Before seeing Danai Gurira’s Familiar performed at the Seattle Rep Theatre I was doubtful that I would be able to relate to an immigrant family from Zimbabwe. I even questioned if I would enjoy going. Though after the school trip and the one hour and 50 minutes of the play, I was surprised to find that it was indeed relatable and quite humorous. Despite my preconception, I really enjoyed watching the play, could even say I loved it. As I walked into the Seattle Rep Theater I was easily impressed by the set design, it was a great first look at Taibi Magar’s interpretation on this modern-day play. The play begins in the family home of Zimbabwean refugees in Minnesota. I would say that I am not a big fan of one-set plays, but the actors like Michael Wieser, who played Brad, did a phenomenal job at bringing spunk to the show. While Familiar itself was extraordinary, exploding with fun-filled scenes, the ending of act one will continue to be one that I will remember. This is a must-see play due to scenes like this one. In an act of heroism, Brad, played by Michael Wieser, saved Nyasha’s (Aishe Keita) life at the end of Act 1. This scene played a big role in the way we and other characters in the show see Brad as more than just a white male. After watching this play I would say I wasn’t all that happy with the one-set play, and the non-stop arguing, although I would say that I loved seeing a character like Nyasha struggling to understand her culture. Many children identify as the first generation, and it hard to understand your culture when you are so far away from it. Many kids like myself become very stressed while thinking about this topic, but after seeing a character like Nyasha, it made me feel a lot better about my curiosity. At the end of the day, this play is a must see! It’s amazing set, phenomenal acting, and wonderful lessons will have you walking away with an experience like no other. Every person who struggles with finding who you are, and where you come from should see this play in all its glory. This is purely a piece of art that should be praised, but don’t let me shape your opinions, get up and see for yourself.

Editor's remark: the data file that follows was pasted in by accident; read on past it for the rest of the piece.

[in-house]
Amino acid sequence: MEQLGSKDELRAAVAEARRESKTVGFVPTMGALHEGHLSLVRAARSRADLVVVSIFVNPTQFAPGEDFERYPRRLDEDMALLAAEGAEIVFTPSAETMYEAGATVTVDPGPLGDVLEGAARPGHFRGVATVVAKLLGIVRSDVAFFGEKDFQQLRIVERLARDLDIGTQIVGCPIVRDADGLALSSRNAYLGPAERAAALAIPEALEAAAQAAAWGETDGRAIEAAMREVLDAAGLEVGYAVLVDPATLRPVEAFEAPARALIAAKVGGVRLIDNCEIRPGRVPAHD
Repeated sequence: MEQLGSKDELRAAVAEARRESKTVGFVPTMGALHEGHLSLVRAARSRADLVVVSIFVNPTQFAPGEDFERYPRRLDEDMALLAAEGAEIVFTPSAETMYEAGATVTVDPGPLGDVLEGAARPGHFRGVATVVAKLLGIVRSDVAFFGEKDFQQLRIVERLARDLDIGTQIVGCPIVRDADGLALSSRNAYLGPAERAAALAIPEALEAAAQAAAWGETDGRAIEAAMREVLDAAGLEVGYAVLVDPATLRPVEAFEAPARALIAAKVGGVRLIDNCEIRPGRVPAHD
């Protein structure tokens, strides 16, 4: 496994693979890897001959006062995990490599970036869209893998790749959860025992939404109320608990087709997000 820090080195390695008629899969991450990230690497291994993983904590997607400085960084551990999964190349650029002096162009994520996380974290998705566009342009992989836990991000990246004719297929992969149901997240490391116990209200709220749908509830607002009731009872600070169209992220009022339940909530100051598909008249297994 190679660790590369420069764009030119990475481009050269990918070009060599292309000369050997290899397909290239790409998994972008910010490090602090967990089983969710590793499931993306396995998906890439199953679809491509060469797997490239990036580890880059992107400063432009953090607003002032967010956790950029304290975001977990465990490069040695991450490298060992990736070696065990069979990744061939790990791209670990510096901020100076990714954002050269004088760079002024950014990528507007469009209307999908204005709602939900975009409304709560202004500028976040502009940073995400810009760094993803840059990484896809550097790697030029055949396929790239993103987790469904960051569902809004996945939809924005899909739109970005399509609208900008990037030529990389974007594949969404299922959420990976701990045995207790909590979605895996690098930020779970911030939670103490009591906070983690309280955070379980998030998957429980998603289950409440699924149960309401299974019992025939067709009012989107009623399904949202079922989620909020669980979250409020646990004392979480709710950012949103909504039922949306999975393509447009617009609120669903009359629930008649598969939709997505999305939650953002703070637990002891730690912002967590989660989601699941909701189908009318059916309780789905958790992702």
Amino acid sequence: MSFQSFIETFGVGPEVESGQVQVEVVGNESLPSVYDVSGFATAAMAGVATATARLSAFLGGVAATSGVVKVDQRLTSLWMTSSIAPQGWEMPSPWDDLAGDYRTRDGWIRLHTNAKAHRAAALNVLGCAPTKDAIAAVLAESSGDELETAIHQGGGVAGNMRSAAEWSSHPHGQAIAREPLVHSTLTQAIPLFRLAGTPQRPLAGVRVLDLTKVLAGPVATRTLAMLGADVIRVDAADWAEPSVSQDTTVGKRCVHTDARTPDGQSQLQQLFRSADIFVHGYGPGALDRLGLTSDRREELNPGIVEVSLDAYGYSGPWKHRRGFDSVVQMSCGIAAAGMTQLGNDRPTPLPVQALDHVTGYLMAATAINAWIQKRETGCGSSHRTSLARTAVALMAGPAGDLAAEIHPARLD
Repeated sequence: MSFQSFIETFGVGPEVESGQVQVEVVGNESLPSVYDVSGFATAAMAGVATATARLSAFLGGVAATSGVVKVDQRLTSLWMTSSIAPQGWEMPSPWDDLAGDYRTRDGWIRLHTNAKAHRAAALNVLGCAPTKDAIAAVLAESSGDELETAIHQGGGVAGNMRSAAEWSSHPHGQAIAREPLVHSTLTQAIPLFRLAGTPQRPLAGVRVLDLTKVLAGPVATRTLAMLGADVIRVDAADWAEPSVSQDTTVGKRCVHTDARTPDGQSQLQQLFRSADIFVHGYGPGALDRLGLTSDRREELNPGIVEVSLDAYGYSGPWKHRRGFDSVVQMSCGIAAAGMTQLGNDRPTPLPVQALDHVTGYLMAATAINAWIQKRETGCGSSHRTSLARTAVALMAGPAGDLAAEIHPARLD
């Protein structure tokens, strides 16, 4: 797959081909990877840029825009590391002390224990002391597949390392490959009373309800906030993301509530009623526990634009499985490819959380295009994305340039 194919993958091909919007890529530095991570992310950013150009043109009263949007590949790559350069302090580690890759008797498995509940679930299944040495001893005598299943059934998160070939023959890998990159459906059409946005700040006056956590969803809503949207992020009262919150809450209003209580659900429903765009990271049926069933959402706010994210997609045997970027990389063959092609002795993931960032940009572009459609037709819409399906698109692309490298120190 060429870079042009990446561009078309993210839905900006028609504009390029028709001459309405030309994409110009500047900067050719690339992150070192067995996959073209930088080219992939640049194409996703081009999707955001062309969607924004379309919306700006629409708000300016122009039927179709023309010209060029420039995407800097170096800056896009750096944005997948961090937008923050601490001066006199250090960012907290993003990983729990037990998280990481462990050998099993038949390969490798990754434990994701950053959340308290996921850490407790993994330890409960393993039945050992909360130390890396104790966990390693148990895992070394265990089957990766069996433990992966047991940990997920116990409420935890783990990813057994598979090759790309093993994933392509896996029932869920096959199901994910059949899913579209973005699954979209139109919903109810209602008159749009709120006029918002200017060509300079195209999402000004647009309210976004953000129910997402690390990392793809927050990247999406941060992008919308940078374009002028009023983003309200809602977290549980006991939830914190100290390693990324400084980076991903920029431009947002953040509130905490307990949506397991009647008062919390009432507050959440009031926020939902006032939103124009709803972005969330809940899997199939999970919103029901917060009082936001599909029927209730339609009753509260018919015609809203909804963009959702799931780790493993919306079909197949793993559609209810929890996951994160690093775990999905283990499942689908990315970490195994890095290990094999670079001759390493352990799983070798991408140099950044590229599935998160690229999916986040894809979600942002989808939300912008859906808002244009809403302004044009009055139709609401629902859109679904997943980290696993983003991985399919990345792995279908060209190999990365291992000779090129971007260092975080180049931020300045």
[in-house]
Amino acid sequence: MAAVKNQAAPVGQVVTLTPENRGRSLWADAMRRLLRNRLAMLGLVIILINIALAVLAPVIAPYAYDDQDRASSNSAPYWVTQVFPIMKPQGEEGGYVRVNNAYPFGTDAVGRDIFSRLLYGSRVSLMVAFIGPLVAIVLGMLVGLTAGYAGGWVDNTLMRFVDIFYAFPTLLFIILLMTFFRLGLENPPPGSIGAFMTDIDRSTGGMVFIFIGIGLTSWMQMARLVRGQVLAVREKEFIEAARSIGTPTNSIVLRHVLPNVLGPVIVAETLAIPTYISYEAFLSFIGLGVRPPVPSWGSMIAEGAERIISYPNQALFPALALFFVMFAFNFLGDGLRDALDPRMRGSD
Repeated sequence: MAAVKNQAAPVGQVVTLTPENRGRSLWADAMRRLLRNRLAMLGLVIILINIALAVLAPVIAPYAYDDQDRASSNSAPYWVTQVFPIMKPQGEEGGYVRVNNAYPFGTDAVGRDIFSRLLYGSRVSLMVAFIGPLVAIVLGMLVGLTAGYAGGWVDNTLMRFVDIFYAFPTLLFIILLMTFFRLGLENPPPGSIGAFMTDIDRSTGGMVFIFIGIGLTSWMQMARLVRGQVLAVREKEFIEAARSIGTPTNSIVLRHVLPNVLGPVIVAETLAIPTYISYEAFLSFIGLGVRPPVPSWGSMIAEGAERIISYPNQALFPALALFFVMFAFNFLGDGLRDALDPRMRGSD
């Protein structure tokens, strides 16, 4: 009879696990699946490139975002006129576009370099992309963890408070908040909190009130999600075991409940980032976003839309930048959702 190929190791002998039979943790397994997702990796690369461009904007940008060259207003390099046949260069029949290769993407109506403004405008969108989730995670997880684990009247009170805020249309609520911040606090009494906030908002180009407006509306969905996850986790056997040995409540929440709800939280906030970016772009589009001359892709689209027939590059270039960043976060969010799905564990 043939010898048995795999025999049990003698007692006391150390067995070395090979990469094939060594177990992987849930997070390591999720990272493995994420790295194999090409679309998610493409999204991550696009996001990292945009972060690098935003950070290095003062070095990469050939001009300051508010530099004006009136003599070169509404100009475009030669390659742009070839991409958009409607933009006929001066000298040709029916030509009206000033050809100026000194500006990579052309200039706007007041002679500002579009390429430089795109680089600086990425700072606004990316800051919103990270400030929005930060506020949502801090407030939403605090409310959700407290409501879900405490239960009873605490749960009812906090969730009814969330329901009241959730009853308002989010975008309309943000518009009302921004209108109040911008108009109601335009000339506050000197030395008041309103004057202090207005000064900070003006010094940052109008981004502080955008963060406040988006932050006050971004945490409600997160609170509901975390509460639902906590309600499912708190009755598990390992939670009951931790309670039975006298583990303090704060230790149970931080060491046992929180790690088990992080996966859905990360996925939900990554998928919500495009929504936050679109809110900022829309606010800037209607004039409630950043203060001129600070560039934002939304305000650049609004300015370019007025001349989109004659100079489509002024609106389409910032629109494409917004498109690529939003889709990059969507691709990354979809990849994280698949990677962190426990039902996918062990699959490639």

The TeenTix Press Corps promotes critical thinking, communication, and information literacy through criticism and journalism practice for teens. For more information about the Press Corps program see HERE.
Before I went to go watch the play Familiar with my school, I watched the movie Black Panther. Then, I went and watched Familiar and I had no clue what to expect. Danai Gurira, or General Okoye from Black Panther, wrote Familiar. I walked in the theater expecting a boring play, but I found a diamond in the rough.
The play has a little bit of a slow start, just some dialogue between a couple characters. The dialogue built the characters and through this I saw that this is not a cliché play. The play revolves around Tendi’s wedding, daughter of Donald and Marvelous, niece of Anne and Margaret, sister of Nyasha, and fiancé of Chris. Tendi, the eldest daughter of the Zimbabwean family, is getting married to a Caucasian man. The play takes place in the family house in Minnesota.
If you haven't seen Mac Beth yet, this weekend is your last chance! Check out this special offer for this updated version of the classic tragedy, featuring an all-youth female cast.
Our friends at Seattle Rep are very generously offering 2 for $10 ticket prices for both their Saturday and Sunday matinees: June 23rd and 24th at 2:00 PM.
In case you missed it, the TeenTix Press Corps is back in action! We’ve had a busy relaunch this spring—we held two Arts Criticism 101 workshops at Franklin High School and Cleveland High School, and held a 5-week intensive arts-writing course called Adventures in Contemporary American Culture. Read on for the full updates on each workshop! ARTS CRITICISM 101